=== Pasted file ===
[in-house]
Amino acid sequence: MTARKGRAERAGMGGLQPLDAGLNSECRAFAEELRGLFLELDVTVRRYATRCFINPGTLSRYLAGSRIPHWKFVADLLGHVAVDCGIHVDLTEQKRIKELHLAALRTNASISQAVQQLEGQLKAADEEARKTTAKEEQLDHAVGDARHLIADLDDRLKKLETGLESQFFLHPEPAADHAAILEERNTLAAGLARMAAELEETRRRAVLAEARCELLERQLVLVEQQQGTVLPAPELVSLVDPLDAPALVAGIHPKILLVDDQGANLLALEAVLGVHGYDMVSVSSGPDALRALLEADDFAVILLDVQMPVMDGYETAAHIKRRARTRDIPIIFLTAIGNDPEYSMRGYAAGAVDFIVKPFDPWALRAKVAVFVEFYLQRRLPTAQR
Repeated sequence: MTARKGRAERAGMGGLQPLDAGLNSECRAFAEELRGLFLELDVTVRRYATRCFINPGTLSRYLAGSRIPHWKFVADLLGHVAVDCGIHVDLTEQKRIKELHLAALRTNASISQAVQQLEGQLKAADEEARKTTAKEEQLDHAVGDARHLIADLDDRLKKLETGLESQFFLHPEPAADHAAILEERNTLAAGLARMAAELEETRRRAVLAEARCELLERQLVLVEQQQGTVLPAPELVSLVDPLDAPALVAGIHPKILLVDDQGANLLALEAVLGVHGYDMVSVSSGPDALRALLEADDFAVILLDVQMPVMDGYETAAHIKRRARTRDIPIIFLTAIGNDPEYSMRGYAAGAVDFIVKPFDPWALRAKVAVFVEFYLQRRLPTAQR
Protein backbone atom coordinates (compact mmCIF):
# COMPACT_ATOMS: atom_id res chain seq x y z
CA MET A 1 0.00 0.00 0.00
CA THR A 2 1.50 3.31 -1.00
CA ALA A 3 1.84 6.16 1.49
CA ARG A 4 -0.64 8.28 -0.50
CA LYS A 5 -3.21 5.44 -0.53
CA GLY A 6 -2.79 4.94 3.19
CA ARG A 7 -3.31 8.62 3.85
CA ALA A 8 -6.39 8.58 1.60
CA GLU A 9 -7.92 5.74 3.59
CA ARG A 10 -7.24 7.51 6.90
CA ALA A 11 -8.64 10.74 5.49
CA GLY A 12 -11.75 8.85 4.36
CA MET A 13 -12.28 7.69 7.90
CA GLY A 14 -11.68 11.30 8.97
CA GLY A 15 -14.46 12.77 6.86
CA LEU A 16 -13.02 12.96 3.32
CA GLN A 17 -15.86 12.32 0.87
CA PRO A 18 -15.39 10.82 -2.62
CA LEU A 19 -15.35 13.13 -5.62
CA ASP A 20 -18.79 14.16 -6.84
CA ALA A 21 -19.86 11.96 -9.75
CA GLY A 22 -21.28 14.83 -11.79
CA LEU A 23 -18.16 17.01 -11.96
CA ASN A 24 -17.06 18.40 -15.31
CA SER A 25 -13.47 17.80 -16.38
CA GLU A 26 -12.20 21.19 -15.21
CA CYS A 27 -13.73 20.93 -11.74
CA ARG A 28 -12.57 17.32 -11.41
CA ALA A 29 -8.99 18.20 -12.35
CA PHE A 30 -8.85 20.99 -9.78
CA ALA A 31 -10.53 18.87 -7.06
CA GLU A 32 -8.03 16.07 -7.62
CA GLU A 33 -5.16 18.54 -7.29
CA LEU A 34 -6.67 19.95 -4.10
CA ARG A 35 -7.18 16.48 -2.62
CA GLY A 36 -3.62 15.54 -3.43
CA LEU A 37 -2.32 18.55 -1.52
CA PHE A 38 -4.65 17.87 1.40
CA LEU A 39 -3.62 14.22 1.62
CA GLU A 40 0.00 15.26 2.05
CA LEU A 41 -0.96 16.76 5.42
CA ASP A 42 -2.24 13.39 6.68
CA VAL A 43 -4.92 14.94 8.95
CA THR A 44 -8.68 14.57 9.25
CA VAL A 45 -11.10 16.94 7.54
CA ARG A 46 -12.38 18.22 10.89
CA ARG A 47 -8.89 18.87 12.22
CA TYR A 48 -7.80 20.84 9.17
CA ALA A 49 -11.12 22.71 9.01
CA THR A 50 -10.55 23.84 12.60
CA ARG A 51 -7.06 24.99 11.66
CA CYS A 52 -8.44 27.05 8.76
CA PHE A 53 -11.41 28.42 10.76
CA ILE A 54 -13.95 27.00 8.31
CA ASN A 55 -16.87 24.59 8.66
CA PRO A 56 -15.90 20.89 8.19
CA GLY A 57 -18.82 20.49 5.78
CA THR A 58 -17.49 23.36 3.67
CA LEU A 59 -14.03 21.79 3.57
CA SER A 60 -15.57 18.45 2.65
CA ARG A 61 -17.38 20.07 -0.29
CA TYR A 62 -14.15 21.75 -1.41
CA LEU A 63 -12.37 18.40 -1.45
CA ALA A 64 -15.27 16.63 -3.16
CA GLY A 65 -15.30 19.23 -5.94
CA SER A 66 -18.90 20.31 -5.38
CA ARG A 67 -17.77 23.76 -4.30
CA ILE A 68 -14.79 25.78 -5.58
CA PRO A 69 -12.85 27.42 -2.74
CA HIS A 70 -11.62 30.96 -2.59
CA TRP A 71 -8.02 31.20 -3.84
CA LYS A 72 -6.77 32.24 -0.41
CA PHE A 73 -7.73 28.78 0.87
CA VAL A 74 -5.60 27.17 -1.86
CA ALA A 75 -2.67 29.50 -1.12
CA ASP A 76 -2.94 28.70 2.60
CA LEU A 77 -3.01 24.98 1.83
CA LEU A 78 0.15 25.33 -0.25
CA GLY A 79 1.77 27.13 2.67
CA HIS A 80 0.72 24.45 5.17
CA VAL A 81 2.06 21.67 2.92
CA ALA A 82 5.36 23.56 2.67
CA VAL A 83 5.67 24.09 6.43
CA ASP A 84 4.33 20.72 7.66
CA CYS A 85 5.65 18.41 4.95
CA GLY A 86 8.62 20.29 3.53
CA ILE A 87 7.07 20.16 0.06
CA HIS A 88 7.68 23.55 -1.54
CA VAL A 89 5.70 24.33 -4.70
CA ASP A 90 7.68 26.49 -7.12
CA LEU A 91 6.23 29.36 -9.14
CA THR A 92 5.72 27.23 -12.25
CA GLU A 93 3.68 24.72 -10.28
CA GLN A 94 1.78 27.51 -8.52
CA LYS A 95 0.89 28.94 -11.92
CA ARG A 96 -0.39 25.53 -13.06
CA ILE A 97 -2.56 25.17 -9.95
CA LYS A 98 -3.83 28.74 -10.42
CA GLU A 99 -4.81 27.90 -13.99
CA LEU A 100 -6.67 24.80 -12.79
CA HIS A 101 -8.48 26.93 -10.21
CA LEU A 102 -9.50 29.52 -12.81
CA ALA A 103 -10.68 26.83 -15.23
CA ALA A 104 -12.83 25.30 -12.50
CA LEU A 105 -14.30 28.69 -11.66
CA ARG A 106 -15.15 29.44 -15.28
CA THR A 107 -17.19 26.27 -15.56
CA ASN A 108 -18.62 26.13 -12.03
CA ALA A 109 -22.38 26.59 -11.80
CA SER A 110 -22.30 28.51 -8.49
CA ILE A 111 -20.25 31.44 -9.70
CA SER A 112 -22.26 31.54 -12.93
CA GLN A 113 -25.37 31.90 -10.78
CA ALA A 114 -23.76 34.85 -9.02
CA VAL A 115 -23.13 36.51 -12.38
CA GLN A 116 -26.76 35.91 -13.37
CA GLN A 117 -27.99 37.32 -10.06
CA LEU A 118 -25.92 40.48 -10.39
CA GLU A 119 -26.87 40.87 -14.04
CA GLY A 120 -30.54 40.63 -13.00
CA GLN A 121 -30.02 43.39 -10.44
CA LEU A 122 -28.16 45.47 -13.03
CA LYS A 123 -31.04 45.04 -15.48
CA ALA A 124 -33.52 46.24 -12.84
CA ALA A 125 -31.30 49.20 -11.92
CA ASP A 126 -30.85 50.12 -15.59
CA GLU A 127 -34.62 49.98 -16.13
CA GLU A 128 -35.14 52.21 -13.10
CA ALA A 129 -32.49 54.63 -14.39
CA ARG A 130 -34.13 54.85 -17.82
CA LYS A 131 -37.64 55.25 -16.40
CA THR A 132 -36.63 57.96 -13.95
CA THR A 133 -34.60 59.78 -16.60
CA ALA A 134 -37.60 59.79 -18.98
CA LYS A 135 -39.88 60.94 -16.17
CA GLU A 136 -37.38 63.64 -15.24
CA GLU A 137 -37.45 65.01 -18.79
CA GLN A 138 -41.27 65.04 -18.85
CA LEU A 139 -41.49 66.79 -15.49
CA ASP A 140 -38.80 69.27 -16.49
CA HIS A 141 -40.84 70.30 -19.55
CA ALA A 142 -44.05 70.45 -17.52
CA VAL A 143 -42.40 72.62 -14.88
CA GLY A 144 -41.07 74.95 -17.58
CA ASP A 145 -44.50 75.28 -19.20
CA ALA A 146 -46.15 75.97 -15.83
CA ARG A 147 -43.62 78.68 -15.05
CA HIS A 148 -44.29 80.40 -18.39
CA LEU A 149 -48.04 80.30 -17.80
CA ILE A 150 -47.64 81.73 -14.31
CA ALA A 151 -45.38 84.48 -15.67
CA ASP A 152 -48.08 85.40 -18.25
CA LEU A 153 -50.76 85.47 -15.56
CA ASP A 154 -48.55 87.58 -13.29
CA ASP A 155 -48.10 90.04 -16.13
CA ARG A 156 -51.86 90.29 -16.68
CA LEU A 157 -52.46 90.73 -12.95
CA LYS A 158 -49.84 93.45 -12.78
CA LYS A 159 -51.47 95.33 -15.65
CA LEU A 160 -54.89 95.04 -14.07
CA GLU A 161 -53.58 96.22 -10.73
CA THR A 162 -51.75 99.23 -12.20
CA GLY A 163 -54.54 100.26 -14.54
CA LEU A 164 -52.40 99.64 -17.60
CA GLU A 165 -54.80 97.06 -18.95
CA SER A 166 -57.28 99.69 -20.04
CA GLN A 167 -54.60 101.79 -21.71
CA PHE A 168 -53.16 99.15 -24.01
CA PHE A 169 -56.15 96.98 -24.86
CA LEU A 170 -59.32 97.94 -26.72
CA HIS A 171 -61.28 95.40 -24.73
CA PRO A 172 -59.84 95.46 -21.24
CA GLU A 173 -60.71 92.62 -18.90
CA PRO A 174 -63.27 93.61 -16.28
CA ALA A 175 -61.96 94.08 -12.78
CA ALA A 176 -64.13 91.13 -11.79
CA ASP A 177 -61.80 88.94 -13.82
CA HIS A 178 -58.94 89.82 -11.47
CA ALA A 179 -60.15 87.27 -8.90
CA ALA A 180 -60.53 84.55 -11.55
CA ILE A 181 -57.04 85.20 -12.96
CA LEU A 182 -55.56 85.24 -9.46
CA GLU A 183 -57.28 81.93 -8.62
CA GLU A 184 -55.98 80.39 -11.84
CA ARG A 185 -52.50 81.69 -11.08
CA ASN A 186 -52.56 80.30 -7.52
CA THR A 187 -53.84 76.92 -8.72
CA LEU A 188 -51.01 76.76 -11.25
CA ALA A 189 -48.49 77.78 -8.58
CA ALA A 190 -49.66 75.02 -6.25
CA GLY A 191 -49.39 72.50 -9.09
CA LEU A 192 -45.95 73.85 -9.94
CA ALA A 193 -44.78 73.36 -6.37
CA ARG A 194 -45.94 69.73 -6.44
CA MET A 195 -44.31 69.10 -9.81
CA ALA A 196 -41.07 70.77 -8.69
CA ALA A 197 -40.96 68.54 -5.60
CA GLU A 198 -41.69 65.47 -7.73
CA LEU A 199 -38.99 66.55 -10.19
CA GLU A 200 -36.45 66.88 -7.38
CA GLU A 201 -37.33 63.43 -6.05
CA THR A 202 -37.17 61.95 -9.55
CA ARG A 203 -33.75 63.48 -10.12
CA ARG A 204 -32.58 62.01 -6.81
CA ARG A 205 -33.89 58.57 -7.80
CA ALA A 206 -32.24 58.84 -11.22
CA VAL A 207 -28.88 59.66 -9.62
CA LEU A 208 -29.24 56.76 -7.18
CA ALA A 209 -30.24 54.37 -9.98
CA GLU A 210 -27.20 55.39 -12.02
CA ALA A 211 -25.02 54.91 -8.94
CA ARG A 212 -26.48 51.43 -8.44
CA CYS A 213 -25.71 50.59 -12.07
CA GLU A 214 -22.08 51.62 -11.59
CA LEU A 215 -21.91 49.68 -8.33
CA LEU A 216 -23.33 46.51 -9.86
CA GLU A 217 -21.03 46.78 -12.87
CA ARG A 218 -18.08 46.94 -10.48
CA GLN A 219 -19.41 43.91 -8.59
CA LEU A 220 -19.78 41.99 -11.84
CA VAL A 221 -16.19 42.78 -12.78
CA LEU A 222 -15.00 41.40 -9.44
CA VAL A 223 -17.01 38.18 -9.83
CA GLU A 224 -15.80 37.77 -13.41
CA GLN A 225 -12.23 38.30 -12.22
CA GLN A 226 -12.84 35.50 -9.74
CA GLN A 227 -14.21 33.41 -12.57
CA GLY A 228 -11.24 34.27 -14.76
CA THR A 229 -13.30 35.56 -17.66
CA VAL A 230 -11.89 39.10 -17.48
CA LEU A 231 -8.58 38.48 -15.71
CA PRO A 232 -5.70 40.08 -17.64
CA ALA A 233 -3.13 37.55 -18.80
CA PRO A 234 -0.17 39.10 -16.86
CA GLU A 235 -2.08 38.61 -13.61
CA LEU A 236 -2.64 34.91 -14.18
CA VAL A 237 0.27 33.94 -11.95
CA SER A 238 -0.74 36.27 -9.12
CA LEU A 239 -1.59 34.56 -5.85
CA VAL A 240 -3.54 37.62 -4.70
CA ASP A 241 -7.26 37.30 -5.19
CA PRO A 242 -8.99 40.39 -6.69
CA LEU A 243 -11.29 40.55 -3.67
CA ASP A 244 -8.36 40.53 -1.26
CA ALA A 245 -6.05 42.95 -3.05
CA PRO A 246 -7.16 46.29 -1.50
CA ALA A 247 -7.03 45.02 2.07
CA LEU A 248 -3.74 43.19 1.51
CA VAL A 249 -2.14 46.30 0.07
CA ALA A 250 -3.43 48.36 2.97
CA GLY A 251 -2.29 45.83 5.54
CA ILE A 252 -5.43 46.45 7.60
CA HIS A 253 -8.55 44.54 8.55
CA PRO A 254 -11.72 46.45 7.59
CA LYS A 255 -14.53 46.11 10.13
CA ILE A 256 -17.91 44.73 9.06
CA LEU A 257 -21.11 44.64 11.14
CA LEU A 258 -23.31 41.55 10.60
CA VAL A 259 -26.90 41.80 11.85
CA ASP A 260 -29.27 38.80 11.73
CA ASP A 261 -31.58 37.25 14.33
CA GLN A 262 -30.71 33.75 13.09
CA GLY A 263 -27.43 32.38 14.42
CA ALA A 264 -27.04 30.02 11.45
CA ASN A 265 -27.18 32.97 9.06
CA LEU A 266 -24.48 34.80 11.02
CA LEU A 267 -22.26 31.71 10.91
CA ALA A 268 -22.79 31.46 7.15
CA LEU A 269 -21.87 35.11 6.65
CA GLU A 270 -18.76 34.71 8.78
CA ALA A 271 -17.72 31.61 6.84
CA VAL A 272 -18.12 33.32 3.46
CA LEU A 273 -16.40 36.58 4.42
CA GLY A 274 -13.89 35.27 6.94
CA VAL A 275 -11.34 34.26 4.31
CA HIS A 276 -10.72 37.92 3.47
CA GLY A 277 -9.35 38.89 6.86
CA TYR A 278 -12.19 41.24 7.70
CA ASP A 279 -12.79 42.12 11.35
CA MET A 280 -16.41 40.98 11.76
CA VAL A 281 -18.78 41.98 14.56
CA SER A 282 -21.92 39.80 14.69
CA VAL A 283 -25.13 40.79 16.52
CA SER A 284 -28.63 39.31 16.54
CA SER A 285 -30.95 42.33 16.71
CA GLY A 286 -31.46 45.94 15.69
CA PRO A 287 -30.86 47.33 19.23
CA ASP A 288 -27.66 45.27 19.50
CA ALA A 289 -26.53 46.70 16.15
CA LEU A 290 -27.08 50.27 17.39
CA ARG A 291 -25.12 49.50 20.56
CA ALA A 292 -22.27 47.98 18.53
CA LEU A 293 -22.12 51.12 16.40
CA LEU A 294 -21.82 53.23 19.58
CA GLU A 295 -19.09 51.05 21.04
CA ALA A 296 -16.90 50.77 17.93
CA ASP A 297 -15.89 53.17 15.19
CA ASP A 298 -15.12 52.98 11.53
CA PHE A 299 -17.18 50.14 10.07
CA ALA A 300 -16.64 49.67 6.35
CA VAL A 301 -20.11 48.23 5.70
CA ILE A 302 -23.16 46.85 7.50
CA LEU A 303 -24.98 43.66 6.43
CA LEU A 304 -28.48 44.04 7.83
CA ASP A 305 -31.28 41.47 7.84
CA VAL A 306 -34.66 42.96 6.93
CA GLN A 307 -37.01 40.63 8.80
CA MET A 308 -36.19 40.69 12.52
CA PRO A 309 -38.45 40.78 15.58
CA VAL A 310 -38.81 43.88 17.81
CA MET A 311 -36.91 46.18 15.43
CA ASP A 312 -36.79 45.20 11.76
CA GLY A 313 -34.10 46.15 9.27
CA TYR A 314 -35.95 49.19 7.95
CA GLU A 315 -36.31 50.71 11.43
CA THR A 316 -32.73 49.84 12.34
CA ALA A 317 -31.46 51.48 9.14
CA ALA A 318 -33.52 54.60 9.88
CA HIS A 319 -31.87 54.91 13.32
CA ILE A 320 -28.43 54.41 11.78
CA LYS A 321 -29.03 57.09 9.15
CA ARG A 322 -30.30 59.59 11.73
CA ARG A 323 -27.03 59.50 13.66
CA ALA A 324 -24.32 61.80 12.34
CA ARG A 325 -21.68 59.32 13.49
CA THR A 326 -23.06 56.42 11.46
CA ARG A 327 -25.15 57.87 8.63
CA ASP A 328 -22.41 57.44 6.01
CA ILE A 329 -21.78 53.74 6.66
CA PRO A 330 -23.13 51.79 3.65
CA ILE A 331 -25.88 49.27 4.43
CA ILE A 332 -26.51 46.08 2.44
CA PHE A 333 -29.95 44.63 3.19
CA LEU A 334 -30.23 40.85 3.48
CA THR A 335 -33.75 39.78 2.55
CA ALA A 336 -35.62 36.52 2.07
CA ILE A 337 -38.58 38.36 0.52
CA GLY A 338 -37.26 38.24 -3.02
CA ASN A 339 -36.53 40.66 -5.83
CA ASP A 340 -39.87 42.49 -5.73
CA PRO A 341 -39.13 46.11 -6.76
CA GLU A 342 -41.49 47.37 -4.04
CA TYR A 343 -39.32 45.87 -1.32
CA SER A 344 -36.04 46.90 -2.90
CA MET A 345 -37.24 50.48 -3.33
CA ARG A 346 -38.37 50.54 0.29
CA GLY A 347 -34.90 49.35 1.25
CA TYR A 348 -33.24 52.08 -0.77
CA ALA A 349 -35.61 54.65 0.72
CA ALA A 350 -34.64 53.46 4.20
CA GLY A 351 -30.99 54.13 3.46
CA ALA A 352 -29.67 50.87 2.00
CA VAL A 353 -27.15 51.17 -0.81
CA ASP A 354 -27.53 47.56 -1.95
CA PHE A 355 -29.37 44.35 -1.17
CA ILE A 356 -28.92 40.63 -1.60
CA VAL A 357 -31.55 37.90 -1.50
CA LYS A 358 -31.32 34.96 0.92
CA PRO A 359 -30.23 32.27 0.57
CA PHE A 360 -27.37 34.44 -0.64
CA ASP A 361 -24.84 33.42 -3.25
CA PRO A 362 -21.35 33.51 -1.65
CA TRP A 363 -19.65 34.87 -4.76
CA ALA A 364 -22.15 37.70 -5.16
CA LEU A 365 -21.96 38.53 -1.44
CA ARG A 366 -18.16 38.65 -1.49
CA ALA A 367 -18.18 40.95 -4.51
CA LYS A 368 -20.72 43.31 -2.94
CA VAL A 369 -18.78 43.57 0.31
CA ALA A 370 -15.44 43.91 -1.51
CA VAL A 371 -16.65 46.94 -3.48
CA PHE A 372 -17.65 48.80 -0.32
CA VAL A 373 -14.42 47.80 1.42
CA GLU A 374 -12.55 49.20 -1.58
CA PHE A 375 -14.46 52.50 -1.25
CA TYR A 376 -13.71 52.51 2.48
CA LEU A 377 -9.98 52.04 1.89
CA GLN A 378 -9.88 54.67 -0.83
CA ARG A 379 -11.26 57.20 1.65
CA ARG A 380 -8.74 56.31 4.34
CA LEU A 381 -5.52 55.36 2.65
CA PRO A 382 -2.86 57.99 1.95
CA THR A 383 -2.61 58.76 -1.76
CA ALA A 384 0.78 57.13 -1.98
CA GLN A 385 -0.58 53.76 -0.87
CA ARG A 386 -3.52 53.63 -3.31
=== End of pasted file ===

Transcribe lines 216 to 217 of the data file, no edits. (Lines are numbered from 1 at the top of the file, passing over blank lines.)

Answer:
CA ALA A 211 -25.02 54.91 -8.94
CA ARG A 212 -26.48 51.43 -8.44